In addition to this very small but reasonably advanced force, Carcosa's Security Directorate has a reputation as a fairly effective intelligence service dating back to its establishment in 1899, dedicated to helping advance the country's overseas priorities. Its portfolio and capabilities grew particularly as Carcosa navigated the delicate dance between the Euclean Community and Negara in the 1950s and 1960s and as various conflicts cropped up in Northern Coius and along the coast of the Solarian Sea.

Foreign relations

Carcosa has been a full member of the Euclean Community since abandoning its defensive pact with Negara in the 1960s, and its relationship with mainland Euclea forms the core of the city-state's foreign policy. Euclean tourism, trade, and investment all are critical engines in sustaining Carcosa's economy, and the city also imports considerable amounts of vital food, water, and energy from the Continent. Despite this, Carcosian leadership has made a concerted effort to maintain Carcosa's own identity and self-sufficiency, fearing to become too dependent on the mainland as many argue the city did when it was a Gaullican protectorate (with disastrous consequences).

Geography and climate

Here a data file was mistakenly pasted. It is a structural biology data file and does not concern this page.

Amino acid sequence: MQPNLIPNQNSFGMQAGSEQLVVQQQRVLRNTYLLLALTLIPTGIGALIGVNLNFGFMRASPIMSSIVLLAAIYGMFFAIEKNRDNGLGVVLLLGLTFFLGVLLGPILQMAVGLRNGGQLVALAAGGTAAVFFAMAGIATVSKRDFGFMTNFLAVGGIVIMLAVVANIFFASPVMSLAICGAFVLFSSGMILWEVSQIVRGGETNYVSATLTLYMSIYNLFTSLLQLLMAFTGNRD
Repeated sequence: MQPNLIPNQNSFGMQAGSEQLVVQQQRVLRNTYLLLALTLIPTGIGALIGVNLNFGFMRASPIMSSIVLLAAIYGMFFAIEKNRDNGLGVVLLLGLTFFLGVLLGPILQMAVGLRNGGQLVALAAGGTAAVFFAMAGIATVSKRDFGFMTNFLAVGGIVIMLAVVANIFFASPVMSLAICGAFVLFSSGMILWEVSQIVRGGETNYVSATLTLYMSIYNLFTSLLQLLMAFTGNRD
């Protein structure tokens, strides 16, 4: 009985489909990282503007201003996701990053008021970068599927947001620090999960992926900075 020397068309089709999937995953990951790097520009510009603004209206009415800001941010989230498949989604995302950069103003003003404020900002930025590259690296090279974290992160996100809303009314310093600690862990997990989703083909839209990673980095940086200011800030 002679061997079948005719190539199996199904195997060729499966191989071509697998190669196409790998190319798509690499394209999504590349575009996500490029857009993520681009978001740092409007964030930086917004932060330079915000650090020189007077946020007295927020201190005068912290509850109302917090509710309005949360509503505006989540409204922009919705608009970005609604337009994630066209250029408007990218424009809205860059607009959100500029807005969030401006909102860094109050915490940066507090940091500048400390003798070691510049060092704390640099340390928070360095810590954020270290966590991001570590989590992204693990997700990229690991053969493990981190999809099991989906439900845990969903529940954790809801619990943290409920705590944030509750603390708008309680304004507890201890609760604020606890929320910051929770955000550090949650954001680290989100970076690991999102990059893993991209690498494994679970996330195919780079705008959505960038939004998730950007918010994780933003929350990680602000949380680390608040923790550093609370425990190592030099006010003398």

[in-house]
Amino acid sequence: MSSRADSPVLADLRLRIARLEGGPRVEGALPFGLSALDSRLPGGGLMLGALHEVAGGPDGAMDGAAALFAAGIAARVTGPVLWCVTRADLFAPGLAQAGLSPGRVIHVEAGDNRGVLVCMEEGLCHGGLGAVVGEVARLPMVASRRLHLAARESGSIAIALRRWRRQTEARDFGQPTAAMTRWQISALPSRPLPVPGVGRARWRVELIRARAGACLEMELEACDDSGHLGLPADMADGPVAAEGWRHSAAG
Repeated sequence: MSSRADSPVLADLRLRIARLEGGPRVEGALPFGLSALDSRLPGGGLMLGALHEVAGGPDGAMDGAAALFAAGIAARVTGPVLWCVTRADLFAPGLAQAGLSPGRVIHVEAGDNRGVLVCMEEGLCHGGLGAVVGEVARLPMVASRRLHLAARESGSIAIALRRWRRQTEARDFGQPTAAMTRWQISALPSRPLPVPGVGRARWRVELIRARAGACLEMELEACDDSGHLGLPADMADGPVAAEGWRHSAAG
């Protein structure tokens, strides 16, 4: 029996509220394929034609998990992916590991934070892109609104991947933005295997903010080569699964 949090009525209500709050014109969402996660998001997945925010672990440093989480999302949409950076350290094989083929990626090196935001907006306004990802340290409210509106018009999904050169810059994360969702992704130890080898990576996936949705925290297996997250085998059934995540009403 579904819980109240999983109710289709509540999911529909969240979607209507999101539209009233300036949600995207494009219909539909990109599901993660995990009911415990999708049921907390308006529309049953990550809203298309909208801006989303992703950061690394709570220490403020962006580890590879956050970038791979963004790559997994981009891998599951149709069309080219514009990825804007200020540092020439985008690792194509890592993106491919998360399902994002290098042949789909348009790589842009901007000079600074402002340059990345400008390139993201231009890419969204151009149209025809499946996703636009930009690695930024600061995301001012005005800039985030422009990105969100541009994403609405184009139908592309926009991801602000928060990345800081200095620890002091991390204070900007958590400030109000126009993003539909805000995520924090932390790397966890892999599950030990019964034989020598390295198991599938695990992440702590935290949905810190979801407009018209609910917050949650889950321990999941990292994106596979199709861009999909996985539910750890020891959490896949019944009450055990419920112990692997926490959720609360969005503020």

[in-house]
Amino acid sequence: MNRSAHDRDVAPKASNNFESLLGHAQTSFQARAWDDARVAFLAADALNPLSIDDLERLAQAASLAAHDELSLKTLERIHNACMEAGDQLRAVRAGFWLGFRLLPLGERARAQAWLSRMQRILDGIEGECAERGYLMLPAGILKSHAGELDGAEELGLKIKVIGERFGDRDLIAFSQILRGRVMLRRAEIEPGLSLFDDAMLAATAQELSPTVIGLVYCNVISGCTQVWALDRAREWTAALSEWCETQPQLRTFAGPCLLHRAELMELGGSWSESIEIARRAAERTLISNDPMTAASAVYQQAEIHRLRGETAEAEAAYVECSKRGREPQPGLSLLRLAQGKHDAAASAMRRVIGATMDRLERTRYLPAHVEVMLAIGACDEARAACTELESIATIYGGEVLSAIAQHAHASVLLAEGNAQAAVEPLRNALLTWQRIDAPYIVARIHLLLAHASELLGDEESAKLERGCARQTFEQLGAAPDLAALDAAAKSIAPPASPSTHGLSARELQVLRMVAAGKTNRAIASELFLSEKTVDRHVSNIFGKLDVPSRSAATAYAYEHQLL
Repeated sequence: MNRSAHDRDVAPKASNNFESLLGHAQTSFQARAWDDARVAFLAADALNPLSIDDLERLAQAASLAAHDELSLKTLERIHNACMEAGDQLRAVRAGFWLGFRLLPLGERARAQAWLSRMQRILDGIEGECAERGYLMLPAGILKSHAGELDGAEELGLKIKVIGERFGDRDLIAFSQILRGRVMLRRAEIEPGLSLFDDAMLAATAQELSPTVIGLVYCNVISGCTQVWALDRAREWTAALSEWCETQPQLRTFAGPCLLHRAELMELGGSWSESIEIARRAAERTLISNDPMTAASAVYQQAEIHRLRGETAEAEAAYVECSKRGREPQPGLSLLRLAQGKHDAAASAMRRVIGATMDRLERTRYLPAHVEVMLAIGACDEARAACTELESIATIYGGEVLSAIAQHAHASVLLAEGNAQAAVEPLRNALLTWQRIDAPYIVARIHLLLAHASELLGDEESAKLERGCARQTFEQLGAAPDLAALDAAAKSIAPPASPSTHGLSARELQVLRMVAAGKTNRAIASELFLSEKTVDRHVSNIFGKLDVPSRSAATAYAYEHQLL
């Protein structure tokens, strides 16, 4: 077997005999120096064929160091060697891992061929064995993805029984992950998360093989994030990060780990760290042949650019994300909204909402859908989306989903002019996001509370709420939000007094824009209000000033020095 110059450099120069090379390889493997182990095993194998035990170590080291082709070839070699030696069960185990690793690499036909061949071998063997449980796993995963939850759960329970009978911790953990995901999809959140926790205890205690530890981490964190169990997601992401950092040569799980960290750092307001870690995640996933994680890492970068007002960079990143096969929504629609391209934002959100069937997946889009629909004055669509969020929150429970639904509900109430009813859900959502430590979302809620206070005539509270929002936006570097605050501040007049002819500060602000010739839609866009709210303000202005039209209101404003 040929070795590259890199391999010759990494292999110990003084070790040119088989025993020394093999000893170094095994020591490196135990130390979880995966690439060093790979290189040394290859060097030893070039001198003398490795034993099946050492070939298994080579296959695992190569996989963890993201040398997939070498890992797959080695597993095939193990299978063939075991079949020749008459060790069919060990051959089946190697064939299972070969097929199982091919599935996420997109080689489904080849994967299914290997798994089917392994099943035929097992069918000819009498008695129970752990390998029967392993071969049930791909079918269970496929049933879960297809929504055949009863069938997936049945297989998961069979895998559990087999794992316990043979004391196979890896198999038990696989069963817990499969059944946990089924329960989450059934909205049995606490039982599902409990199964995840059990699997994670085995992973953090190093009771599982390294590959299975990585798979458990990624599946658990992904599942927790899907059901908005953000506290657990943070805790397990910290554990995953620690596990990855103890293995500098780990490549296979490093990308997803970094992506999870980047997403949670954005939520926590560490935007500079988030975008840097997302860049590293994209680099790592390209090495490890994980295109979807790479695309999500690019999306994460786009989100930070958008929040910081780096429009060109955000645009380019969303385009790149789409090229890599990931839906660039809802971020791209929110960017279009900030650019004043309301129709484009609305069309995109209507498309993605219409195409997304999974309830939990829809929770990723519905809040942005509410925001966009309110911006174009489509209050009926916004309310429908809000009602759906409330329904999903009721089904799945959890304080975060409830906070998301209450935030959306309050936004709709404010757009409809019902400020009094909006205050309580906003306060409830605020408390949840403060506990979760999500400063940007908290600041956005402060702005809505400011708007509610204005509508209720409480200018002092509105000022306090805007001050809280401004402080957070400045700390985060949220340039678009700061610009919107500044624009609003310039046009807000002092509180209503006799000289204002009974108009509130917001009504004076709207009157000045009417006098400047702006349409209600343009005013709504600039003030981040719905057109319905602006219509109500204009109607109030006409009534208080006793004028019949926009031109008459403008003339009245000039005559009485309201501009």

Carcosa is situated on a group of islands in the Aurean Strait, with most of the city resting on five main islands- Maria, Flavia, Aelia, Portia, and Alcyia. The channels and enclosed areas between the five main islands are quite deep in most places, forming an enormous and superb natural harbor. A number of smaller islets, many inhabited and some empty, are scattered around and between the five main islands. The Insla Maria has some hills and small mountains, with the highest natural point in the country situated atop the Golden Pillar on the Insla Maria, at 2217 feet amove sea level. Besides the Golden Pillar and the Marian hills, most of the other islands are fairly flat. Carcosa is highly urbanized, with some of the outlying islands and the Marian hills having been set aside as nature reserves, but in recent decades the city has made more of an effort to develop public parks and green spaces in urban districts as well.